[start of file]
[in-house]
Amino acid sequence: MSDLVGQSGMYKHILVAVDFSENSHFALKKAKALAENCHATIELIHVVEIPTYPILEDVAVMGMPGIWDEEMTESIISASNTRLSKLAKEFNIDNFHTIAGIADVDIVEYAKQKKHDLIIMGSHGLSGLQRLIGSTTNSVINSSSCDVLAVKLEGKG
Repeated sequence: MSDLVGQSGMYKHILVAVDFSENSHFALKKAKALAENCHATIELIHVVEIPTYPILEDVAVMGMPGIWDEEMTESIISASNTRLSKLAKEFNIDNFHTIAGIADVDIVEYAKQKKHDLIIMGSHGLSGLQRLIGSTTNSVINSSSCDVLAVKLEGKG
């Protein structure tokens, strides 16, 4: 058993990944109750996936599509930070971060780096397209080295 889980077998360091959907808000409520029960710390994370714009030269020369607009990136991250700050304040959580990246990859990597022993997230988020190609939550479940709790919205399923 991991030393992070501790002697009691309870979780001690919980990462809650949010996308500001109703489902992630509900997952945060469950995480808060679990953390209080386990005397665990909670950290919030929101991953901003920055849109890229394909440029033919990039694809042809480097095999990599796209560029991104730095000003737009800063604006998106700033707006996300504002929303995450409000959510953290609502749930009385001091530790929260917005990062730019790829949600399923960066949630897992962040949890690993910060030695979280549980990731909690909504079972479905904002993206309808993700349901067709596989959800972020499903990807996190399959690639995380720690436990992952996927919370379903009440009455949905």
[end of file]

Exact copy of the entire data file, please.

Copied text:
[in-house]
Amino acid sequence: MSDLVGQSGMYKHILVAVDFSENSHFALKKAKALAENCHATIELIHVVEIPTYPILEDVAVMGMPGIWDEEMTESIISASNTRLSKLAKEFNIDNFHTIAGIADVDIVEYAKQKKHDLIIMGSHGLSGLQRLIGSTTNSVINSSSCDVLAVKLEGKG
Repeated sequence: MSDLVGQSGMYKHILVAVDFSENSHFALKKAKALAENCHATIELIHVVEIPTYPILEDVAVMGMPGIWDEEMTESIISASNTRLSKLAKEFNIDNFHTIAGIADVDIVEYAKQKKHDLIIMGSHGLSGLQRLIGSTTNSVINSSSCDVLAVKLEGKG
């Protein structure tokens, strides 16, 4: 058993990944109750996936599509930070971060780096397209080295 889980077998360091959907808000409520029960710390994370714009030269020369607009990136991250700050304040959580990246990859990597022993997230988020190609939550479940709790919205399923 991991030393992070501790002697009691309870979780001690919980990462809650949010996308500001109703489902992630509900997952945060469950995480808060679990953390209080386990005397665990909670950290919030929101991953901003920055849109890229394909440029033919990039694809042809480097095999990599796209560029991104730095000003737009800063604006998106700033707006996300504002929303995450409000959510953290609502749930009385001091530790929260917005990062730019790829949600399923960066949630897992962040949890690993910060030695979280549980990731909690909504079972479905904002993206309808993700349901067709596989959800972020499903990807996190399959690639995380720690436990992952996927919370379903009440009455949905």